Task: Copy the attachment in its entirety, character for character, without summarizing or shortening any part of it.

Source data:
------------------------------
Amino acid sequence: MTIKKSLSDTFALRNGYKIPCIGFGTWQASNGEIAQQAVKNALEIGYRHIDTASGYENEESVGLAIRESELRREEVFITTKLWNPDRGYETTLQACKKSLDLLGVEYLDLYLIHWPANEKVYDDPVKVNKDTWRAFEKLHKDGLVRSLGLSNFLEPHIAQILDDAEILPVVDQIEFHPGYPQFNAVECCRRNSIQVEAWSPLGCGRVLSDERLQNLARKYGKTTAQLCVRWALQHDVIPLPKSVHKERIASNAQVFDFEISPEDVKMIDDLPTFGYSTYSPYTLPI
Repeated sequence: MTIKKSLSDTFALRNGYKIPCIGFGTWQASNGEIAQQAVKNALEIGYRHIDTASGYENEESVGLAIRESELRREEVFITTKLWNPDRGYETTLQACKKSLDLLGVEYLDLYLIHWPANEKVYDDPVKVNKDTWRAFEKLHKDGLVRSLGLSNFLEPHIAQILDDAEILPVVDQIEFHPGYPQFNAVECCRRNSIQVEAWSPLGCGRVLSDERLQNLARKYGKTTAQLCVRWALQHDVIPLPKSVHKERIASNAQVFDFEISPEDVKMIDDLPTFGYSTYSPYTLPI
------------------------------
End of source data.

Amino acid sequence: MTIKKSLSDTFALRNGYKIPCIGFGTWQASNGEIAQQAVKNALEIGYRHIDTASGYENEESVGLAIRESELRREEVFITTKLWNPDRGYETTLQACKKSLDLLGVEYLDLYLIHWPANEKVYDDPVKVNKDTWRAFEKLHKDGLVRSLGLSNFLEPHIAQILDDAEILPVVDQIEFHPGYPQFNAVECCRRNSIQVEAWSPLGCGRVLSDERLQNLARKYGKTTAQLCVRWALQHDVIPLPKSVHKERIASNAQVFDFEISPEDVKMIDDLPTFGYSTYSPYTLPI
Repeated sequence: MTIKKSLSDTFALRNGYKIPCIGFGTWQASNGEIAQQAVKNALEIGYRHIDTASGYENEESVGLAIRESELRREEVFITTKLWNPDRGYETTLQACKKSLDLLGVEYLDLYLIHWPANEKVYDDPVKVNKDTWRAFEKLHKDGLVRSLGLSNFLEPHIAQILDDAEILPVVDQIEFHPGYPQFNAVECCRRNSIQVEAWSPLGCGRVLSDERLQNLARKYGKTTAQLCVRWALQHDVIPLPKSVHKERIASNAQVFDFEISPEDVKMIDDLPTFGYSTYSPYTLPI